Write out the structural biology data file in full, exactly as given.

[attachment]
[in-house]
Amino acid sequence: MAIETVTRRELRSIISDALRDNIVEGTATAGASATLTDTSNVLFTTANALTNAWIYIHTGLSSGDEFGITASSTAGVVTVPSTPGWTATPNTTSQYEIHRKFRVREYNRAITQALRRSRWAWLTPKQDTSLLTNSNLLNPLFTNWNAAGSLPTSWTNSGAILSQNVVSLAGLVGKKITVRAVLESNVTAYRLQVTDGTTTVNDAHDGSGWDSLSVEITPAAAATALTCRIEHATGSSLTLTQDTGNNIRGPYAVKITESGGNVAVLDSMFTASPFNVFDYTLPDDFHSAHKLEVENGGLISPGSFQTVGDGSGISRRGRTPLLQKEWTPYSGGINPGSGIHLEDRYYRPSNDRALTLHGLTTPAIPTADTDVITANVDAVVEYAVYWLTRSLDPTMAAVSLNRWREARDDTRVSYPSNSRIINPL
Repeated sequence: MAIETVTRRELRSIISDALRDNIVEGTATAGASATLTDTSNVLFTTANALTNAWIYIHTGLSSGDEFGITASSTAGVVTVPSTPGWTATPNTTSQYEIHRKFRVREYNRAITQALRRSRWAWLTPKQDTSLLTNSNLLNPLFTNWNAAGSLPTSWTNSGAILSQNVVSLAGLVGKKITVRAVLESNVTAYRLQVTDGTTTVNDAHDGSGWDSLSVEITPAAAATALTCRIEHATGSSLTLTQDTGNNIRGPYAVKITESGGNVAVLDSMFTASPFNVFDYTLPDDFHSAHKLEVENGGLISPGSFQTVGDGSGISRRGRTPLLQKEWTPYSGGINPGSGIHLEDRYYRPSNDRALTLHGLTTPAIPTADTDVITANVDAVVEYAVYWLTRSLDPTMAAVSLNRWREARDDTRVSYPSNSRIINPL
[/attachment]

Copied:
[in-house]
Amino acid sequence: MAIETVTRRELRSIISDALRDNIVEGTATAGASATLTDTSNVLFTTANALTNAWIYIHTGLSSGDEFGITASSTAGVVTVPSTPGWTATPNTTSQYEIHRKFRVREYNRAITQALRRSRWAWLTPKQDTSLLTNSNLLNPLFTNWNAAGSLPTSWTNSGAILSQNVVSLAGLVGKKITVRAVLESNVTAYRLQVTDGTTTVNDAHDGSGWDSLSVEITPAAAATALTCRIEHATGSSLTLTQDTGNNIRGPYAVKITESGGNVAVLDSMFTASPFNVFDYTLPDDFHSAHKLEVENGGLISPGSFQTVGDGSGISRRGRTPLLQKEWTPYSGGINPGSGIHLEDRYYRPSNDRALTLHGLTTPAIPTADTDVITANVDAVVEYAVYWLTRSLDPTMAAVSLNRWREARDDTRVSYPSNSRIINPL
Repeated sequence: MAIETVTRRELRSIISDALRDNIVEGTATAGASATLTDTSNVLFTTANALTNAWIYIHTGLSSGDEFGITASSTAGVVTVPSTPGWTATPNTTSQYEIHRKFRVREYNRAITQALRRSRWAWLTPKQDTSLLTNSNLLNPLFTNWNAAGSLPTSWTNSGAILSQNVVSLAGLVGKKITVRAVLESNVTAYRLQVTDGTTTVNDAHDGSGWDSLSVEITPAAAATALTCRIEHATGSSLTLTQDTGNNIRGPYAVKITESGGNVAVLDSMFTASPFNVFDYTLPDDFHSAHKLEVENGGLISPGSFQTVGDGSGISRRGRTPLLQKEWTPYSGGINPGSGIHLEDRYYRPSNDRALTLHGLTTPAIPTADTDVITANVDAVVEYAVYWLTRSLDPTMAAVSLNRWREARDDTRVSYPSNSRIINPL